When Will IT Technology Mature?
If you step back for a moment and away from the breakneck speed with which the Internet and IT has developed over the last 15 years, you realize that IT in general is a still a very immature market. Mature markets have certain characteristics and one is that at some point seemingly endless cycles of innovation begin to fade. At the same time, technology curves, products, and end user familiarity and comfort levels with knowing how to actually use the products involved (there's a concept!) settles in to a known model with reasonably predictable characteristics.
Microsoft’s Vista saga is a good example of the beginning of the end of a self-fulfilling sales and innovation cycle that has reached a point of diminishing returns. It may mark a segue into a more mature phase in that segment but I doubt it. Given what we know about the impact of cloud and virtualization on IT today, it’s much more likely that we’re just entering into a new phase of even more disruptive innovation. To anyone reading this who was hoping for things to settle down a bit, sorry, I just don’t see it happening. But it does point to the need for IT professionals to constantly upgrade skill sets.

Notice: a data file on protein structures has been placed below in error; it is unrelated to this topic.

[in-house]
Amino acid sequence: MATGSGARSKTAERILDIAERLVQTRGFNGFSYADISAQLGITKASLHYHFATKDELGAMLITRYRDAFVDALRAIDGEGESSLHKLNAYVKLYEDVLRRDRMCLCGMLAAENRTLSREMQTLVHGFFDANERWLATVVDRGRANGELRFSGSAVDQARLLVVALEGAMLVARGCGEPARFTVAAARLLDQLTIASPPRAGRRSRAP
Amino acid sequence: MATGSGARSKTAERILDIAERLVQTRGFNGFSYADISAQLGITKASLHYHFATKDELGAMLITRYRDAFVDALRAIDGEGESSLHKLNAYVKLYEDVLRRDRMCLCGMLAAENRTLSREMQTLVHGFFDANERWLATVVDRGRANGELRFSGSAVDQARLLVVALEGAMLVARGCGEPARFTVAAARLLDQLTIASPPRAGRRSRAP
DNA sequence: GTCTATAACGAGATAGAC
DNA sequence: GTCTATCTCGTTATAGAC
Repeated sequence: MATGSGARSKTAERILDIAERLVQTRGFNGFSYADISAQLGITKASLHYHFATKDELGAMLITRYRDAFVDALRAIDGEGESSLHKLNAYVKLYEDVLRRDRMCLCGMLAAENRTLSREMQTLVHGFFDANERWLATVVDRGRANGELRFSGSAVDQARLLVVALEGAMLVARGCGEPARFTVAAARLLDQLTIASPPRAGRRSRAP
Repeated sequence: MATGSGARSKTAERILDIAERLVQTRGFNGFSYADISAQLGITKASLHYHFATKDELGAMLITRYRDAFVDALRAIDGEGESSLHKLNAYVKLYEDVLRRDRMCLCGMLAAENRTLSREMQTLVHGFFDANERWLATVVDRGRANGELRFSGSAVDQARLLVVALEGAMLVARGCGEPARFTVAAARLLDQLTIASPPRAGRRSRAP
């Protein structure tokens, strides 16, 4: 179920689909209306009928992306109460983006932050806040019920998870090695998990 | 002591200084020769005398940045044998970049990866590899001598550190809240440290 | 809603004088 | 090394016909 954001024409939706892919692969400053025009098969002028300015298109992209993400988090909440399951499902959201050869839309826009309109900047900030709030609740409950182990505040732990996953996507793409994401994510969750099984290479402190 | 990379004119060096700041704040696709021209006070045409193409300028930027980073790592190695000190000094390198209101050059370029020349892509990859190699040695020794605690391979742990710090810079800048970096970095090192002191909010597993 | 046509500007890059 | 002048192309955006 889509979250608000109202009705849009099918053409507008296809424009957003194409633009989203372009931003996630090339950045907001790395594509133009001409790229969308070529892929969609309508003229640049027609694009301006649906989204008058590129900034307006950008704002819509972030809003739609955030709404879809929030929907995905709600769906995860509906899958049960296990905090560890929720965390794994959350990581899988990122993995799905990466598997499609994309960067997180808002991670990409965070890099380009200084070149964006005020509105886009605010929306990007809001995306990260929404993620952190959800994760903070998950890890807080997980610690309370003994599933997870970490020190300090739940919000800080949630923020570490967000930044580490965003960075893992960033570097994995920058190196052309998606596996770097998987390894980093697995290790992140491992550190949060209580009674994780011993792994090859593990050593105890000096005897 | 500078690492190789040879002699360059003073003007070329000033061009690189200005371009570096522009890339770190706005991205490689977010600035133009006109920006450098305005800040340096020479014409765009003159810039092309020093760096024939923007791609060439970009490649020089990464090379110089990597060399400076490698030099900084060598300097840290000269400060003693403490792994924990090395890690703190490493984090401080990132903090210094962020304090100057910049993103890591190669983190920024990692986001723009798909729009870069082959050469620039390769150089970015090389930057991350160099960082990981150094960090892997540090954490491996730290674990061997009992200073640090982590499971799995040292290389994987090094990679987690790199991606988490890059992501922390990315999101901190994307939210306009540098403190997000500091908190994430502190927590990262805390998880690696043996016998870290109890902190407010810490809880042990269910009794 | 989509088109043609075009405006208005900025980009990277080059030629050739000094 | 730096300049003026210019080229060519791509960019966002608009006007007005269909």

So if IT is showing no signs of really maturing as a market, (at least according to the way I’ve defined market maturity), what can we expect? For starters, innovation will continue to be radical. Cloud computing, virtualization, IT/telecom convergence and multicore on the technology side combined with more robust and pervasive (i.e. wireless) communications in the middle and then unprecedented levels of end user empowerment, processing power, and creativity on both the consumer and business side using Web 2.0 and social networking tools. It’s a volatile mix for continuing radical change (and that doesn’t even factor in the imploding global economy). Fasten your seat belts.
Posted by Tom Valovic on 11/20/2008 at 12:49 PM